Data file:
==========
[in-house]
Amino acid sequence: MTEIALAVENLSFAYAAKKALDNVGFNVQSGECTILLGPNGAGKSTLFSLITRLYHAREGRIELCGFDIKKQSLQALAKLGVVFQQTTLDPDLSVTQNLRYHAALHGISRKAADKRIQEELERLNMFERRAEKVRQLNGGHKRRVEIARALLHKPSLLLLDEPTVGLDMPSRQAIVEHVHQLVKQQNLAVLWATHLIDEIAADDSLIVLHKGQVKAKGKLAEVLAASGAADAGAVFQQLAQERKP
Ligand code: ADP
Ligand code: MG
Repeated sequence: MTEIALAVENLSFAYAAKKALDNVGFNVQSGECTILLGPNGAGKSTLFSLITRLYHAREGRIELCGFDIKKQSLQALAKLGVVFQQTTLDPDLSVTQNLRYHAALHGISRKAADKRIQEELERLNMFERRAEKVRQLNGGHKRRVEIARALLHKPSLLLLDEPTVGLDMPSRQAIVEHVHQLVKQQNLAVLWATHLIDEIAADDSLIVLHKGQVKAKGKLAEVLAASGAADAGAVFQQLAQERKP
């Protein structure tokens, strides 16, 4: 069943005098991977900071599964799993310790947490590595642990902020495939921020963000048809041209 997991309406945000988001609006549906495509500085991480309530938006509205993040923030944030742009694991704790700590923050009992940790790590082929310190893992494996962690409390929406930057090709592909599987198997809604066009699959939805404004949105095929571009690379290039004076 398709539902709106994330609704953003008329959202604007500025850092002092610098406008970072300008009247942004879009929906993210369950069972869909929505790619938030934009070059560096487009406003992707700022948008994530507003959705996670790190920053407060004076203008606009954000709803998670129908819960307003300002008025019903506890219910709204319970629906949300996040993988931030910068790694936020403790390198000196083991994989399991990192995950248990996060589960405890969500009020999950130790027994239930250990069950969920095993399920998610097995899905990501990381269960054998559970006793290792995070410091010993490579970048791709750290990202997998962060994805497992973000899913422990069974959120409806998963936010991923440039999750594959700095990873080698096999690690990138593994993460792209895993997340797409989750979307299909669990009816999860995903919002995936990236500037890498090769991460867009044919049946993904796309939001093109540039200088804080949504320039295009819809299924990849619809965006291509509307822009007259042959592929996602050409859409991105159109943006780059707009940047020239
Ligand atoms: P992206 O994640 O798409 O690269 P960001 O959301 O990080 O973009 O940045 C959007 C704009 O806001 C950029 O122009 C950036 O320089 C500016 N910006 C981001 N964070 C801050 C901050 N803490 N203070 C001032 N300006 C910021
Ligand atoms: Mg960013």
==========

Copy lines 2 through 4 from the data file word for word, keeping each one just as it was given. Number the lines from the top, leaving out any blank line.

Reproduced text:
Amino acid sequence: MTEIALAVENLSFAYAAKKALDNVGFNVQSGECTILLGPNGAGKSTLFSLITRLYHAREGRIELCGFDIKKQSLQALAKLGVVFQQTTLDPDLSVTQNLRYHAALHGISRKAADKRIQEELERLNMFERRAEKVRQLNGGHKRRVEIARALLHKPSLLLLDEPTVGLDMPSRQAIVEHVHQLVKQQNLAVLWATHLIDEIAADDSLIVLHKGQVKAKGKLAEVLAASGAADAGAVFQQLAQERKP
Ligand code: ADP
Ligand code: MG